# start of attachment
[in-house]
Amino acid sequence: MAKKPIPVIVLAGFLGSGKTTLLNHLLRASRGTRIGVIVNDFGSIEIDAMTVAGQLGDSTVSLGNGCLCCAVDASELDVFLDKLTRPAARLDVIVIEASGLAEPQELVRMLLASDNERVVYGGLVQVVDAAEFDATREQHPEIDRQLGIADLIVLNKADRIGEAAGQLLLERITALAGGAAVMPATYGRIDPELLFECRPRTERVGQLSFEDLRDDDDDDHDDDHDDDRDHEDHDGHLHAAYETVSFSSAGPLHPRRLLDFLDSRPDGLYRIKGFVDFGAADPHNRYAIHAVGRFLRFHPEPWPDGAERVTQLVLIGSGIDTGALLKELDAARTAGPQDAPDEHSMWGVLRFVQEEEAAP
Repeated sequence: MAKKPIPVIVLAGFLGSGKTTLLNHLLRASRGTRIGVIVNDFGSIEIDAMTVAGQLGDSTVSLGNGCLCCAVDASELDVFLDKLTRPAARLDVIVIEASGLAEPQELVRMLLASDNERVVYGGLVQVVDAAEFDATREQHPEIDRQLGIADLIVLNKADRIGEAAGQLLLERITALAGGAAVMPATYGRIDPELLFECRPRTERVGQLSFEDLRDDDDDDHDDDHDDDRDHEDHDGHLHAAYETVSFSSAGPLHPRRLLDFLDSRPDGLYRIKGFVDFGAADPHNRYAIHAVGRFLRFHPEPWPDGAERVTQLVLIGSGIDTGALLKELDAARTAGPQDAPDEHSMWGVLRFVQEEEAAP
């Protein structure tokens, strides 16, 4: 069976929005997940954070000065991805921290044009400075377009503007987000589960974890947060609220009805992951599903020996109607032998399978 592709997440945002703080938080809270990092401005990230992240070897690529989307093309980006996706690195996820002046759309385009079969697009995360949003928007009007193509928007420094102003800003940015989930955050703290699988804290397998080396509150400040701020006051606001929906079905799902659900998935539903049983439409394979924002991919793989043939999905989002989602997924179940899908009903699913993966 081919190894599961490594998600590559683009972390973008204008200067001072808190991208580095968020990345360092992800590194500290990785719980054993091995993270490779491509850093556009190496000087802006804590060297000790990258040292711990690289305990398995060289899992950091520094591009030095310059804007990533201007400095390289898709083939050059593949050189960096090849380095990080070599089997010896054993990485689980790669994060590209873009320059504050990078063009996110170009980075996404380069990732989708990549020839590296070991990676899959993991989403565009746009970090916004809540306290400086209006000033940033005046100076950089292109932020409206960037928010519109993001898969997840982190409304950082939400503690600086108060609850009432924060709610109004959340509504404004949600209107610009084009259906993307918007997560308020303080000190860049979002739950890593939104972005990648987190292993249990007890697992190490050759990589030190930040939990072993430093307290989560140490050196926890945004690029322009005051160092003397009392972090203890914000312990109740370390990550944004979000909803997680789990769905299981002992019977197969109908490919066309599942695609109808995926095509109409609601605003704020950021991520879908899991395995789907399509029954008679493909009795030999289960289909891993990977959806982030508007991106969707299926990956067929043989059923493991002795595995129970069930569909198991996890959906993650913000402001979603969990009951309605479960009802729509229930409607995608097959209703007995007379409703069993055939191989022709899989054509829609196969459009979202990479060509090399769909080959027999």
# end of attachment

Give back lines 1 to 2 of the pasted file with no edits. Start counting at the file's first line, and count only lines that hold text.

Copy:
[in-house]
Amino acid sequence: MAKKPIPVIVLAGFLGSGKTTLLNHLLRASRGTRIGVIVNDFGSIEIDAMTVAGQLGDSTVSLGNGCLCCAVDASELDVFLDKLTRPAARLDVIVIEASGLAEPQELVRMLLASDNERVVYGGLVQVVDAAEFDATREQHPEIDRQLGIADLIVLNKADRIGEAAGQLLLERITALAGGAAVMPATYGRIDPELLFECRPRTERVGQLSFEDLRDDDDDDHDDDHDDDRDHEDHDGHLHAAYETVSFSSAGPLHPRRLLDFLDSRPDGLYRIKGFVDFGAADPHNRYAIHAVGRFLRFHPEPWPDGAERVTQLVLIGSGIDTGALLKELDAARTAGPQDAPDEHSMWGVLRFVQEEEAAP